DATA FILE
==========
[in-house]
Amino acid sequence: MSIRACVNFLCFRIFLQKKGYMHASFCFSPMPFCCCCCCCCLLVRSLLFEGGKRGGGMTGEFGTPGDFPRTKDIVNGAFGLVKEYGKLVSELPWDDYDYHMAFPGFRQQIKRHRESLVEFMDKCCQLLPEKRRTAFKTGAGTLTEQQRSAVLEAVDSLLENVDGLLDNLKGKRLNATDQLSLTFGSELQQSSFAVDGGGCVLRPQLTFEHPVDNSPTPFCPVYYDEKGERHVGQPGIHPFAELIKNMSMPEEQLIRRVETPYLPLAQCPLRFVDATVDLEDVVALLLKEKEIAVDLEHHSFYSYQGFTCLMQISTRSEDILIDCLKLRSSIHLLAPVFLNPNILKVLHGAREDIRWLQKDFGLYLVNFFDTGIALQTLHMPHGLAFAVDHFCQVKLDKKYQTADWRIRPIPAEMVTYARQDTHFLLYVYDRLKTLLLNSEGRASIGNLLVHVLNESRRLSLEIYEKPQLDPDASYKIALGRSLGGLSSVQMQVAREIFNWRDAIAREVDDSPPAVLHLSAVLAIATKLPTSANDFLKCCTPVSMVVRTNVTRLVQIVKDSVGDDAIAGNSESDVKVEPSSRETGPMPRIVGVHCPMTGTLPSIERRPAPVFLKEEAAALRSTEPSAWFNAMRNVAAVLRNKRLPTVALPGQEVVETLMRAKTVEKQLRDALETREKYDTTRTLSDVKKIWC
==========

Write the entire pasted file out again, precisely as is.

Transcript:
[in-house]
Amino acid sequence: MSIRACVNFLCFRIFLQKKGYMHASFCFSPMPFCCCCCCCCLLVRSLLFEGGKRGGGMTGEFGTPGDFPRTKDIVNGAFGLVKEYGKLVSELPWDDYDYHMAFPGFRQQIKRHRESLVEFMDKCCQLLPEKRRTAFKTGAGTLTEQQRSAVLEAVDSLLENVDGLLDNLKGKRLNATDQLSLTFGSELQQSSFAVDGGGCVLRPQLTFEHPVDNSPTPFCPVYYDEKGERHVGQPGIHPFAELIKNMSMPEEQLIRRVETPYLPLAQCPLRFVDATVDLEDVVALLLKEKEIAVDLEHHSFYSYQGFTCLMQISTRSEDILIDCLKLRSSIHLLAPVFLNPNILKVLHGAREDIRWLQKDFGLYLVNFFDTGIALQTLHMPHGLAFAVDHFCQVKLDKKYQTADWRIRPIPAEMVTYARQDTHFLLYVYDRLKTLLLNSEGRASIGNLLVHVLNESRRLSLEIYEKPQLDPDASYKIALGRSLGGLSSVQMQVAREIFNWRDAIAREVDDSPPAVLHLSAVLAIATKLPTSANDFLKCCTPVSMVVRTNVTRLVQIVKDSVGDDAIAGNSESDVKVEPSSRETGPMPRIVGVHCPMTGTLPSIERRPAPVFLKEEAAALRSTEPSAWFNAMRNVAAVLRNKRLPTVALPGQEVVETLMRAKTVEKQLRDALETREKYDTTRTLSDVKKIWC